There are some things that improve with practice and revision; dance routines, manuscripts, driving, piano playing among others but not law. Law when enacted should be the very best it can be. ‘A suck it and see’ approach is not advisable. A ‘let’s start here and see where we end up’ is not advisable.
A ‘this is getting better’ is not a good start or rather it is a good start but not good enough to be put into law. We need law to be as precise and as finished as possible. We know this for it takes a long time to bring in new law. We know this for law has a direct impact on the population. Law is very powerful. It regulates how we live, punishes wrong doers and can dramatically impact the lives of citizens. It needs to be good law the first time around. The very best law we can create because the possible negative impact of bad law has huge ramifications from unfair or unjust rule right the way through to unwieldy and costly law suits for wrongful justice.
Last year as I waited for the new insolvency laws to come into practice I was right at the top of the queue to avail of its rulings. My case was simple. My husband and I had borrowed money on our family home, worth €1.5million. I had then been thrown into divorce and recession. My ex returned to the UK and became bankrupt leaving the entire debt (€800,000) to me and our two children. I tried to sell my home and secured a cash offer of €500,000 (reflective of the new falling price of the home) but the banks refused consent to sell. They preferred to repossess the home and sell it for less than €170,000. I was left with an unsecured loan of €1million (including arrears), no possessions and no income. I queued up to avail of the new Insolvency Service but to my horror I was too broke to even enter the hallowed doors. What kind of crazy thinking was behind the institution of an insolvency service that could not cater for the truly insolvent? Was it simply set up as a gentlemen’s club for the mildly financially incapacitated who could afford to employ expensive financial advisers? It would appear so as we hear weekly court cases where rich individuals argue to maintain their standard of living, their houses, their cars, their private schools and their holiday homes. Last year a certain high profile insolvency expert was castigated in the media for arguing that certain ‘types’ should be allowed stay in their large family homes as it was reflective of their position in society and their profession. Public retractions followed this little storm in a teacup but the truth was out there.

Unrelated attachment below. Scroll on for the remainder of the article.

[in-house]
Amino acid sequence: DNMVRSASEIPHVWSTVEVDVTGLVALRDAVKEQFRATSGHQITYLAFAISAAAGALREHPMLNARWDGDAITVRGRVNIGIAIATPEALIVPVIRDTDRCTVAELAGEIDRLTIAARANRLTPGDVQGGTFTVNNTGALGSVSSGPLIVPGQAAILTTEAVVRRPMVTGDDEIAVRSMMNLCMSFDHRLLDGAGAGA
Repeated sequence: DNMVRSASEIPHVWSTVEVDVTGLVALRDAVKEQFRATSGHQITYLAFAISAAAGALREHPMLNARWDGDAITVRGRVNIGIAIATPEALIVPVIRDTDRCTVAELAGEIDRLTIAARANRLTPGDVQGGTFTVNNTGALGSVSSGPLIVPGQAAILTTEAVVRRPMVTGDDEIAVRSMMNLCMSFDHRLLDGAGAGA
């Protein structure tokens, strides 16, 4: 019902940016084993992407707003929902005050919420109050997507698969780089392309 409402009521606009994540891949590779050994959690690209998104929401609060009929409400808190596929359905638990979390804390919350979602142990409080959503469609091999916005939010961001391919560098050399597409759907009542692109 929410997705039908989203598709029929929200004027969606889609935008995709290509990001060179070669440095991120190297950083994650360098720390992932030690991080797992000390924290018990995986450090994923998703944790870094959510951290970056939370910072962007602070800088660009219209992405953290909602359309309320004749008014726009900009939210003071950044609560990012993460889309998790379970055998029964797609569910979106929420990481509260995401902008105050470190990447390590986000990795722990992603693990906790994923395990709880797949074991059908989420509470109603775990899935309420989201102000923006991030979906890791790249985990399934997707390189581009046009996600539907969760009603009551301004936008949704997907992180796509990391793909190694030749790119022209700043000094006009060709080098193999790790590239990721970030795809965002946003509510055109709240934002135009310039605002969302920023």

Further investigation of the Insolvency Service showed other obvious flaws. The banks had veto over any potential deals; which fact is reflected in the tiny number of deals done to date. Applicants have to avail of a personal insolvency practioneer, a PIP, and these are all private and can charge whatever they want. The going rate is around €3000 but there is no guarantee a deal will be done – as per the above veto. In fact, I sat next to a man going bankrupt who had paid that sum only to have his deal thrown out; he was then forced into bankruptcy after all. Then all applicants, whether they go through with the process or not, are named and shamed in a public list. When has there ever been a need to publicly know an individual’s credit rating? And finally, an individual has to have money to enter these proceedings. ‘Another fine mess’ as Laurel might say to Hardy.
‘Another fine mess’ as Laurel might say to Hardy.
Only it gets worse. The ISI has now written to the 140 PIPs in Ireland outlining another flaw; this time the existence of another mistake, this time giving greater than intended powers of veto to minor creditors. This mistake is significant and opens the door to potential lawsuits for those who may have been disadvantaged by this error. The PIPs have been advised to delay all proceedings; court or negotiations, until the Dail resumes and this mistake can be fixed.
When I was not able to use the Insolvency Service and was forced into bankruptcy, I discovered many flaws there too. True the punitive twelve year sentence was reduced to three, but I was told forcefully that if I obtained any work up to and including the last day of my sentence, they would slap a further five year judgement against my earnings, in effect creating an eight year punishment and a total disincentive to getting back on my feet again.
I met a friend as I entered my bankruptcy and he tried to comfort me. ‘It’s getting better,’ he said. That’s when I knew getting better was not good enough. It’s time to make good law the first time out.